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API 5L Grade 70 pipe "Undermatching" consumables (E 6010 / E 6010) Test temperature : -50 C Slag inclusions and porosities in two subsequent weld beads (towards the weld cap) Gross failure stress : 620 MPa Gross failure strain : 5,64 % Deformation mode : Gross Section Yielding

Figure V.10 : Moir interference fringe pattern of wide plate specimen no. WP 65, visualizing the plastic deformations at the inner pipe wall.

169

Wide plate specimen no. WP 31 - "Overmatching" girth weld (E 7010G / E 901 OG) Surface notch dimensions : 120 mm 3,0 mm Weld reinforcements removed at either pipe wall Remark the brittle fracture appearance and the presence of porosities towards the weld cap (2664/15, 16, 17) Magnification : 0,85
o

Wide plate specimen no. WP 41 - "Overmatching" girth weld (E 7010G / E 901 OG) Surface notch dimensions : 120 mm 3,0 mm Weld reinforcements left intact at either pipe wall Remark the brittle fracture appearance and the presence of porosities towards the weld cap (2748/15, 16, 17) Magnification : 0,83 Figure V.l 1 : Typical fracture faces of wide plate specimens extracted from the "overmatching" girth welds in API 5L X 70 pipes.

Wide plate specimen no. WP 51 - "Undermatching" girth weld (E 6010 / E 6010) Surface notch dimensions : 120 mm 3,0 mm Weld reinforcements removed at either pipe wall Remark the brittle fracture appearance and the presence of porosities towards the weld cap (2664/12,13,14) Magnification : 0,86

Wide plate specimen no. WP 61 - "Undermatching" girth weld (E 6010 / E 6010) Surface notch dimensions : 120 mm 3,0 mm Weld reinforcements left intact at either pipe wall Remark the brittle fracture appearance and the presence of porosities towards the weld cap (2664/18,19,20) Magnification : 0,74 Figure V.12 : Typical fracture faces of wide plate specimens extracted from the "undermatching" girth welds in API 5L X 70 pipes.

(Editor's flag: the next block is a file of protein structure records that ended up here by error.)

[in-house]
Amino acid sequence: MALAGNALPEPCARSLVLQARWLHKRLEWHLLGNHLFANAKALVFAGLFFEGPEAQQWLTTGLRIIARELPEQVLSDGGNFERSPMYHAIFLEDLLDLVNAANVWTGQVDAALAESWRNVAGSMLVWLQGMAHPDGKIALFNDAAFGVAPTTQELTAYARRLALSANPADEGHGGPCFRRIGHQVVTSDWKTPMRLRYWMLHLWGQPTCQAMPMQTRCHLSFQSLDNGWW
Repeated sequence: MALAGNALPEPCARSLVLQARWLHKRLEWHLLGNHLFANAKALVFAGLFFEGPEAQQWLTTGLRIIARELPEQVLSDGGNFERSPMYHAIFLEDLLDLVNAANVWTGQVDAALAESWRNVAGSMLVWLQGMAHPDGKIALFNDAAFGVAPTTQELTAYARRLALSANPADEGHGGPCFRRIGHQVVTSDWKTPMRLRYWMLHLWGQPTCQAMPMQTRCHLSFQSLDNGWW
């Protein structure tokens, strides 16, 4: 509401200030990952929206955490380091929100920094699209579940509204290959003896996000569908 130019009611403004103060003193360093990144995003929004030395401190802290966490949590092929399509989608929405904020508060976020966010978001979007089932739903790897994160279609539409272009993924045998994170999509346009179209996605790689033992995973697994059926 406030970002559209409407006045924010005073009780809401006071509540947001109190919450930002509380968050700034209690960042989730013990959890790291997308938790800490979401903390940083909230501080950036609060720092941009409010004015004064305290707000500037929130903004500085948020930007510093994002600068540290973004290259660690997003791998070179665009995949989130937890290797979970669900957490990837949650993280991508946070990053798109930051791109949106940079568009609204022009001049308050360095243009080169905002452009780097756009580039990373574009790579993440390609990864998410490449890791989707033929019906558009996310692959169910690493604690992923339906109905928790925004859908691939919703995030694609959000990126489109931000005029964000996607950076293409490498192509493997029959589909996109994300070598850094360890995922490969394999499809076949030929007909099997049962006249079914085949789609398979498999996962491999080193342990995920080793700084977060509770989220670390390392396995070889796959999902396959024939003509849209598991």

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Wide plate specimen no. WP 65 - "Undermatching" girth weld (E 6010 / E 6010) Weld defects : Slag inclusions and porosities Weld reinforcements removed at either pipe wall Remark the presence of an elongated slag inclusion ("waggon track") towards the weld root (2664/21,22,23) Magnification : 0,87

Figure V.13 : Typical fracture face of a wide plate specimen extracted from the "undermatching" girth welds in API 5L X 70 pipes and incorporating intentionally introduced weld defects.

ANNEXE VI

DETAILED RESULTS OF WIDE PLATE TENSILE TESTING OF "OVERMATCHING" AND "UNDERMATCHTING" GIRTH WELDS IN API 5L GRADE X 80 PIPES (44" O.D. 16,2 mm W.T.)

173

TABLE VI.l : SUMMARY OF DATA OF WIDE PLATE TENSILE TESTING OF THE "OVERMATCHING" GIRTH WELD No. W 8 PROVIDED WITH MACHINED SURFACE NOTCHES INTRODUCED IN THE WELD ROOT